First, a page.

Some may wonder why I named my blog, "Blessed Life with Children," since I currently have a single daughter, no foster children, and am not yet pregnant. It would be better named "Blessed Life with a Child." Still, I think my title fits so much better. For one, "Blessed Life with a Child" is just not as catchy, second if we have another child, I will have to change the title, and most importantly, I always think of myself as a mother of more than one.
Although I've had four different foster children, I have been a nanny of two sets of twins, and I have hopes of extending our family, the children in my mind are the children I don't yet have. Ten years of infertility, four foster children finding other homes, and failed hopes of adoptions should cause me to face reality that my daughter may always be an only child, but still I am convinced that I will have a bigger family.
I often find myself saying, "I want my children to..." I usually end that sentence with stuff like, "never question I love them," "have as many opportunities and experiences as I can give them," or "be confident and kind." It rarely crosses my mind that I don't actually have children, I have a child-a single child.
Truth is, I think it all falls down to the fact that I'm not ready to throw in the towel. I still want to expand our family; I still have hope that our attempts will work. Yet, it still doesn't cause me to be any less nervous about the test results we were supposed to get back today. I am well aware that our hopes and desires could be squashed in the next couple of days, but I still hope. Blindly, maybe. So, will we proceed with in vitro? Only God knows.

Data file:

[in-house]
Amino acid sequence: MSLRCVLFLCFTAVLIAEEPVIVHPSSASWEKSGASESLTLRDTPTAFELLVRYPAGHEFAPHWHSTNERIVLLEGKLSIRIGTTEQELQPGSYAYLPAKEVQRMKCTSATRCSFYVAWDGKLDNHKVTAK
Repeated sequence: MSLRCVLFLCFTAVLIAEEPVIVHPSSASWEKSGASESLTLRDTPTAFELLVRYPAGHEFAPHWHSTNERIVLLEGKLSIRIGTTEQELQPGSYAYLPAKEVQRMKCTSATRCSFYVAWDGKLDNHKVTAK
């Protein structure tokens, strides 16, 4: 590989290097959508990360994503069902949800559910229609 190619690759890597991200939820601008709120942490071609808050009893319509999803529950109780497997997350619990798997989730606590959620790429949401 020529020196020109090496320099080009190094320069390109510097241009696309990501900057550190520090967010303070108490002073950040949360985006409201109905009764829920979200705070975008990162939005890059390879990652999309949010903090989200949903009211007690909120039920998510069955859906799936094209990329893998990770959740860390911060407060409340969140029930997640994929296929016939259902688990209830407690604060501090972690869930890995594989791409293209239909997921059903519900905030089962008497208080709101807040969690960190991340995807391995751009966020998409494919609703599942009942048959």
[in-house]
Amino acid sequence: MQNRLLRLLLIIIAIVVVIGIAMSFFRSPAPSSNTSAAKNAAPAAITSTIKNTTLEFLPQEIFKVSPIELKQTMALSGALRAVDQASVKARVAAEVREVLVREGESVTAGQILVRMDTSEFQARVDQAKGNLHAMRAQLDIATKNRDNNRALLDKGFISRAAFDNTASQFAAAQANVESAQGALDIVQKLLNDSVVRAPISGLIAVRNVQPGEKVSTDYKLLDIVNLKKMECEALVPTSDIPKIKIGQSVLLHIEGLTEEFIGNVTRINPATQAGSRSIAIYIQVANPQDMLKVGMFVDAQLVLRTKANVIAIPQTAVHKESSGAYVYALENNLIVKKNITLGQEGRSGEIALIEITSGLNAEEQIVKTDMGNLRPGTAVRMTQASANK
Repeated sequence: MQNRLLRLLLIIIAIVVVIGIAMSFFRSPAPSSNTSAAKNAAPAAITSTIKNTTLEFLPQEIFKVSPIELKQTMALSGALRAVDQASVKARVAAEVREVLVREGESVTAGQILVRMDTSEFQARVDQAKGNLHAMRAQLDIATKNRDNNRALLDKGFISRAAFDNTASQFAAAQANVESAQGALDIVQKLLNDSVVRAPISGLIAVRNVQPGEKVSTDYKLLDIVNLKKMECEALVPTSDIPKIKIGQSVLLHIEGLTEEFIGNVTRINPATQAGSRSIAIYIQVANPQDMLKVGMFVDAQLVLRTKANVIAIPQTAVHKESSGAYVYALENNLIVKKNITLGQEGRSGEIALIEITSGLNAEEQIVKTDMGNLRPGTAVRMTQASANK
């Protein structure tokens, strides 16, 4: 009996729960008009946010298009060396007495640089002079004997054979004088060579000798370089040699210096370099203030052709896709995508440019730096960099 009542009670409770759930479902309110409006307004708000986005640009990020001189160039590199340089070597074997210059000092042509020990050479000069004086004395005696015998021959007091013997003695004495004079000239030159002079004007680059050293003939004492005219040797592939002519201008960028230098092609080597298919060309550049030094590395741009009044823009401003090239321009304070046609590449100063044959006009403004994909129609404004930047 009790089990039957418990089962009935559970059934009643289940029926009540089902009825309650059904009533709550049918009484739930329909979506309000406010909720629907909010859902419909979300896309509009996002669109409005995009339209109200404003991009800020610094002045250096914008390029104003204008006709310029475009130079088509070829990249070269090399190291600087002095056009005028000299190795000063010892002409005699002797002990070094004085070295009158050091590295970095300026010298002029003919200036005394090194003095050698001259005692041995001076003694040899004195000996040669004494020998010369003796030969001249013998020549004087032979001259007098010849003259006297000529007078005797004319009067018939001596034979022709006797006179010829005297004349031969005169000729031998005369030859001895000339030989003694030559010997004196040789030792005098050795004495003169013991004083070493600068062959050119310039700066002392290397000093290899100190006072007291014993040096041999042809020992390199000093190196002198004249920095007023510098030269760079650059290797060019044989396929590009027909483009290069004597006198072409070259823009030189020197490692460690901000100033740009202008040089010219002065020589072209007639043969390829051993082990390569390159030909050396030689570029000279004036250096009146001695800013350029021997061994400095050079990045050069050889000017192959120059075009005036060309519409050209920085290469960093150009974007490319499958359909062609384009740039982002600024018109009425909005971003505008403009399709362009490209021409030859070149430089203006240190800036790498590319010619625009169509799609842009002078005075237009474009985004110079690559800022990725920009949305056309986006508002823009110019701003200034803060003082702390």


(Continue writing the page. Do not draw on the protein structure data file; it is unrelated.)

After six years of infertility, she was blessed with the adoption of her oldest daughter who now is a teenager. Six years later, she finally became a mother a second time, this time with a baby through a donated egg and ivf. Throughout that time, she fostered nine babies and toddlers, met wonderful women who helped her grow, and learned to rely on Jesus. She started this blog with the hope that she could share her joy, experience, and willingness to grow with others, whether they battle infertility, toddlers, or teens.